BAGGE, Harry (Henry John Bagge) [9/5/1896, Tottenham, London, England, U.K. – 4/27/1967, England, U.K.] – professional soccer manager, player (midfielder), film actor.

Adventurous Youth – 1928

Spaghetti Western Locations for “Bad Man’s River”

 We continue our search for locations for “Bad Man’s River”. Canales tells Duarte the men who came under the flag of truce were the King gang. As Duarte sips his tea the camera zooms in to show Canales buried up to his head in the dirt.

This scene was filmed at Daganzo de Arriba, Spain.

For a more detailed view of this site and other Spaghetti Western locations please visit my friend Yoshi Yasuda’s location site:  and Captain Douglas Film Locations

Saturday, August 26, 2023

From the WAI vault


Little Known Spaghetti Western Actors ~ Erykah Badu

 [These daily posts will cover little known actors or people that have appeared in more recent films and TV series. Various degrees of information that I was able to find will be given and anything that you can add would be appreciated.]

Erykah Badu was born Erica Abi Wright in Dallas, Texas on Fevruary 26, 1971. She attended Booker T. Washington High School, Grambling State University. Singing since the age of 14 she left Grambling in 1993 before graduating, to focus more fully on music. During this time, Badu took several minimum-wage jobs to support herself. She taught drama and dance to children at the South Dallas Cultural Center. Working and touring with her cousin, Robert "Free" Bradford, she recorded a 19-song demo, Country Cousins, which attracted the attention of Kedar Massenburg. He set Badu up to record a duet with D'Angelo, "Your Precious Love", and eventually signed her to a record deal with Universal Records.

In 1996, Badu became involved with rapper André 3000 of OutKast, with whom she had her first child, a son named Seven Sirius Benjamin, on November 18, 1997. Their relationship ended in 1997 before the birth of their son. In late 2000, OutKast released the song "Ms. Jackson", which was inspired by André 3000's relationship with Badu and her mother. The song reached number one on Billboard Hot 100 and would go on to win a Grammy Award.

On July 5, 2004, Badu gave birth to a daughter, Puma Sabti Curry; Puma's father is Texas-based rapper The D.O.C. On February 1, 2009, Badu gave birth to her third child, a girl named Mars Merkaba Thedford, with her boyfriend of five years, rapper Jay Electronica.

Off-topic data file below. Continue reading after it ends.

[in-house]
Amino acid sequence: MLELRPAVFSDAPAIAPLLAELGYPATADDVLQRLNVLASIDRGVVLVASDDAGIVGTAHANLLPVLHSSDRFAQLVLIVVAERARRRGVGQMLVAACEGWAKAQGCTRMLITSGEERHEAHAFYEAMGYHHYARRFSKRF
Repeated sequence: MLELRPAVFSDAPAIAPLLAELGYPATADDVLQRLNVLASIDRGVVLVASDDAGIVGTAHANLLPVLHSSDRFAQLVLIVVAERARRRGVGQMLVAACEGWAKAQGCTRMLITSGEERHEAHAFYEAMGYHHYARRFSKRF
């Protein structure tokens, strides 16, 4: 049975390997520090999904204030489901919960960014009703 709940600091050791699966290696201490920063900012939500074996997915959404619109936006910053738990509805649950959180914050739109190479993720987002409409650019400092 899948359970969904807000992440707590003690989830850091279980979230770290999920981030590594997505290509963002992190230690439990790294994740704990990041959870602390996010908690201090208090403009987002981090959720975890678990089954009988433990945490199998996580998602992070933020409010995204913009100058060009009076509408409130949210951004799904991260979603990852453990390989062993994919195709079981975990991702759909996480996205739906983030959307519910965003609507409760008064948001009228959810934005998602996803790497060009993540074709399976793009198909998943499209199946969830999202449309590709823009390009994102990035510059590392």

Badu was Ranked #100 on VH1's 100 Greatest Women of Rock N Roll.

Her only Euro-western appearance was as Stagecoach Mary in 2013’s “They Die By Dawn”.

BADU, Erykah (Erica Abi Wright) [2/26/1971, Dallas, Texas, U.S.A. -     ] – producer, director, writer, composer, film, TV, voice actress, mother of Seven Sirius Benjamin [1999-    ] with producer, writer, composer, André Benjamin [1975-    ], mother of Puma Sabti Curry [2004-    ] with writer, composer, rapper, actor The D.O.C. (Tracy Lynn Curry) [1968-    ], mother of Mars Merkaba Thedford [2009-    ] with producer, composer, singer Jay Electronica (Timothy Elpadaro Thedford) [1976-    ].

They Die By Dawn – 2013 (Stagecoach Mary)

Who Are Those Singers & Musicians ~ Giancarlo Guardabassi


The son of Count Alberto Guardabassi a doctor and Baroness Orietta Danzetta, Giancarlo Guardabassi which originated from an ancient family from Perugia. Giancarlo Guardabassi was born on August 21, 1937, in Foligno, Perugia, Italy. He lived in Via Guardabassi, so called in honor of his ancestor, Senator Francesco Guardabassi, hero of the Risorgimento of the Umbrian capital.

In the fifties he attended the classical high school in via Guardabassi in Perugia and later graduated in Law at the University of Perugia, where he initially began working as a lawyer at a well-known law firm. In November 1958 he won the National Competition of Light Music Edera d'Oro of Collescipoli. In the first half of the 1960s Guardabassi was introduced to the talent-scout and author Franco Migliacci by his friend and pianist Claudio Mantovani. In the Roman house of Migliacci, Guardabassi held an audition that was successful. Migliacci and Mantovani then brought Guardabassi to the court of the musician Bruno Zambrini and Guardabassi's musical career began. “Se ti senti sola”, a song he presented at the Cantagiro in 1964, reached the top of the Italian charts. Among his other successes “Sulamente a mia”, a song with which he participated in the Naples Festival of 1964 paired with Claudio Villa, “Da' retta a me, A me piace tua figlia”.

Guardabassi recorded some hits also in Spanish and after a tour in Argentina and Brazil his songs were broadcast on the radios of South and Central America, where he became known in particular in Argentina and Cuba. In the Caribbean Island, in what was called the "prodigious decade", Giancarlo Guardabassi was presented on the radio with his real name or preferably with the adapted name of Juan Carlos Guardaban.

Giancarlo also wrote a number of songs and was a DJ for Radio Rai in the 1960s and in the 1970s hosted the radio program “Hot Discs” a contemporary program “Hit Parade”. Guardabassi is considered one of the first Italian disc jockeys, thanks to his youthful and modern style.

From the late seventies to the late nineties, Giancarlo Guardabassi toured Italy with his "GG Show". The show, different every year, was presented in a square; Guardabassi conducted the show accompanied by a musical orchestra and singers, dancers and comedians. In the last editions participated in the show a young Neri Marcorè as a singer and imitator.